8 Design rules that can be broken

1/12/17

It’s always useful to have rules that help guide us in the right direction, especially when it comes to the design of our homes, but sometimes it’s OK to bend or even break a few rules. By turning things on their head, you’ll give your home an unexpected edge. Here are a few ideas.

Rule 1: Keep things symmetrical. Symmetry is an important design rule, and can help to create balance and harmony in a room. However, if you go overboard it can make a room feel a little bit too prim and proper. By bringing in a small amount of asymmetry you will help to create a more dynamic and interesting look.

How to break it – The trick to getting this look right is to use asymmetry cleverly by still creating balance. For example, instead of having two sofas facing each other, replace one of the sofas with two armchairs. And rather than a lamp either side of your sofa, replace one of the lamps with a tall vase or a plant. Choose different items, but ones that have equal visual weight on either side.

Rule 2: Cluttering

In a tight area, we often think we need to maximise the space by using only small furniture. However, if you overfill a small room with small furniture it can feel a little cluttered.

How to break it – By playing with scale and including some oversized pieces in your small space, you’ll make the room feel more comfortable and inviting. The key is to combine your large items with smaller ones, for example you could pair an oversized armchair with a slim and sleek sofa. Oversized lighting is also worth considering, such as a large pendant over a dining room table. It can create a beautiful sculptural feature.

Rule 3: Paint your wood white

It’s been the norm for a long time now to paint woodwork white, and in fact bright timber can look fantastic next to flat matt walls. However, that doesn’t mean white is the only shade to paint your skirting’s, cornices and window frames.

How to break it – Painting woodwork in a dark shade is a great way to add drama to a space, and can make less expensive elements like balustrades or doors look much grander than they actually are.

Rule 4: Ceilings should be neutral

When we’re deciding on paint colours for a room, we usually just focus on the walls. Ceilings are often left out of the equation, with many of us leaving them white and neutral to work as a plain backdrop to the rest of the room. However, ceilings can, in fact, be a whole other surface to have fun with.

How to break it – You often see period buildings with ceilings painted in a multitude of shades, so there’s absolutely no reason why you should stick with white if you don’t want to. Try painting your ceiling to match the walls – a dark shade will create a cocoon-like effect and make the space feel intimate and cosy, while a lighter shade will give a soothing effect. Alternatively, make a statement and choose a colour that completely contrasts with your walls.

Rule 5: Only use tiles in the bathroom

Tiles are the obvious choice for bathroom walls as they’re waterproof and easy to keep clean. However, you don’t have to limit your finishes to tiles in the bathroom.

How to break it – Play around with different materials and think about whether a surface has to be completely waterproof if it’s not next to a shower or bath. Wallpaper can be a lovely way to create a more elegant feel, while something like glass can make your bathroom feel super slick and contemporary.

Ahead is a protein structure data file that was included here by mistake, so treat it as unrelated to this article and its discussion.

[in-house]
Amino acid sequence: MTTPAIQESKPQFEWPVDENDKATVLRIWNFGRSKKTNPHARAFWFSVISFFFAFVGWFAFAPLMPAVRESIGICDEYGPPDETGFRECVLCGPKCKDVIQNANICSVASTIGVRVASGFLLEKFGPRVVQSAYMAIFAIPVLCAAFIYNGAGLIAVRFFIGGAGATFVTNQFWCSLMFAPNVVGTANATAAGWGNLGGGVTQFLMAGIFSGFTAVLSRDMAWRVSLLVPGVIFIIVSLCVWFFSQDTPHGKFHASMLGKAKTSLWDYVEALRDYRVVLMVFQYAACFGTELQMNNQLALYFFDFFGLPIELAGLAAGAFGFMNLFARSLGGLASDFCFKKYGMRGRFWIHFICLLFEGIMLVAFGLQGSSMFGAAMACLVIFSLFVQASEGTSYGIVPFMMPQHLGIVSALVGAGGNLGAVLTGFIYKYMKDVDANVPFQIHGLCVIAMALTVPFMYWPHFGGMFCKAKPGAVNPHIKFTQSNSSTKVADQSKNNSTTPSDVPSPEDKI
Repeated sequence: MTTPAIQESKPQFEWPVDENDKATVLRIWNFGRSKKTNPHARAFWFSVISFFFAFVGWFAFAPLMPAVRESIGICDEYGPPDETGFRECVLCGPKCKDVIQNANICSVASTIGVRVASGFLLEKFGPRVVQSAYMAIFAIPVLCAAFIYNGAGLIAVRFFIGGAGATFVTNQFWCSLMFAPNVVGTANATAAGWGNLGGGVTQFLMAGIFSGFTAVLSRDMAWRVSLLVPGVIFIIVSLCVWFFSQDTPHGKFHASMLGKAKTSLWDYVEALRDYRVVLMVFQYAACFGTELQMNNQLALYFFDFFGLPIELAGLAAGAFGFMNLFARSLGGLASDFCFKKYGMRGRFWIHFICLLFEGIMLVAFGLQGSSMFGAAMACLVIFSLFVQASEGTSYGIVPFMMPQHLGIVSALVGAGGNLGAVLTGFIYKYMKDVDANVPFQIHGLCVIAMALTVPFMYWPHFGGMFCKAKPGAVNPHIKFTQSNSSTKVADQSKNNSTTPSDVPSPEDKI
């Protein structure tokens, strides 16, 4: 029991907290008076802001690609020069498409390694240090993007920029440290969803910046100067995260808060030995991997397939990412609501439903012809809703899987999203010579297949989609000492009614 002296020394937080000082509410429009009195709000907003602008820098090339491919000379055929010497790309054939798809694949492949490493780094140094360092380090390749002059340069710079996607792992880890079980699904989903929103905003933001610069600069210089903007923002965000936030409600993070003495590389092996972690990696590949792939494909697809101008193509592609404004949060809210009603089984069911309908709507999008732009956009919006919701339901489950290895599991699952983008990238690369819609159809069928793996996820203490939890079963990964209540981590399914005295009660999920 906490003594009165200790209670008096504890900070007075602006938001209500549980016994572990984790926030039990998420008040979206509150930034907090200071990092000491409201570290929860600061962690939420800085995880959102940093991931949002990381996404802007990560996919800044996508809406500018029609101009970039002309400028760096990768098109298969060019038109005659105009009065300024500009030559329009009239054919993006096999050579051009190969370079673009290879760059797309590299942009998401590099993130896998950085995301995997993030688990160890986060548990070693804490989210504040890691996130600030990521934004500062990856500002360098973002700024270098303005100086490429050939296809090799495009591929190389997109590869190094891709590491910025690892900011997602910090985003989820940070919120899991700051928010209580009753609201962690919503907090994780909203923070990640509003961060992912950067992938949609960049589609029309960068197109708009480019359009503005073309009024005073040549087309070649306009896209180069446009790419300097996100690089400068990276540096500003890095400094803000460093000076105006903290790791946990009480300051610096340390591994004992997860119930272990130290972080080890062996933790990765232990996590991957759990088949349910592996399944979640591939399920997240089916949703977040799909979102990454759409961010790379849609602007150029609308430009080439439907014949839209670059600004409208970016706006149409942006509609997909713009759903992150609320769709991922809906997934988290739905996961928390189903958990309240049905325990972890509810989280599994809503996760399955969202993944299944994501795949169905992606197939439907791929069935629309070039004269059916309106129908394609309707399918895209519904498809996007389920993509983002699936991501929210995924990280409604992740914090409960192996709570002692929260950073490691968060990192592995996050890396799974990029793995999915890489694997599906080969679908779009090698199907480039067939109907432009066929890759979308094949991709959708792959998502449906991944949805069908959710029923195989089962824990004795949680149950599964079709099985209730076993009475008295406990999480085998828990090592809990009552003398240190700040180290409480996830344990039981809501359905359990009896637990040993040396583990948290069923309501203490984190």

Rule 6: Don’t mix patterns

Most homeowners generally try to coordinate the textiles in a room and limit the patterns they use. However, there’s no reason why you shouldn’t experiment with different patterns. If it’s done right, it can bring a room to life.

How to break it -The key to getting the right mix is to limit your colour palette to three shades and play with scale and geometry. Not only is this a great way to create impact, but it will also give your room a sense of style and individuality.

Rule 7: Paint small rooms in a light colour

People often think that by painting a small room in a light colour they’ll make it feel bigger. This isn’t always true and, in fact, depending on the amount of natural light the room has a pale colour might make it feel too cold. A north-facing room painted white, for example, will feel quite sterile.

How to break it – If your room is small, try to embrace its size and aim to make it feel cosy. By painting the walls in a darker shade you won’t make the room feel smaller, but instead you’ll create an intimate and relaxing space.

Rule 8: Don’t mix old and new

Sometimes people shy away from introducing too many styles into their homes. This is particularly true if you have a period house that you might think should be filled with antiques, or a new-build home that only looks good with contemporary pieces. In fact, by mixing contemporary and antique styles you’ll give your home a more curated look and avoid that show home feel.

How to break it – The best way to combine looks from different eras is to make sure you don’t overdo it. Harmony is what you should be aiming for, so try to have one common denominator like colour or pattern to tie everything together.

Piperhill Construction provide our clients and their professional team with design solutions, consultancy, surveys and advice along with all associated services required in working within existing buildings with demanding projects.

Piperhill Construction pride ourselves in being qualified and experienced to undertake all aspects of work; from new build, basement construction, refurbishment, through to fully integrated services and first class designer finishes. Whether working within design and build or traditional contracts, our unfailing aim is to meet all of our clients and their consultants requirements and to produce the highest quality finished project. P

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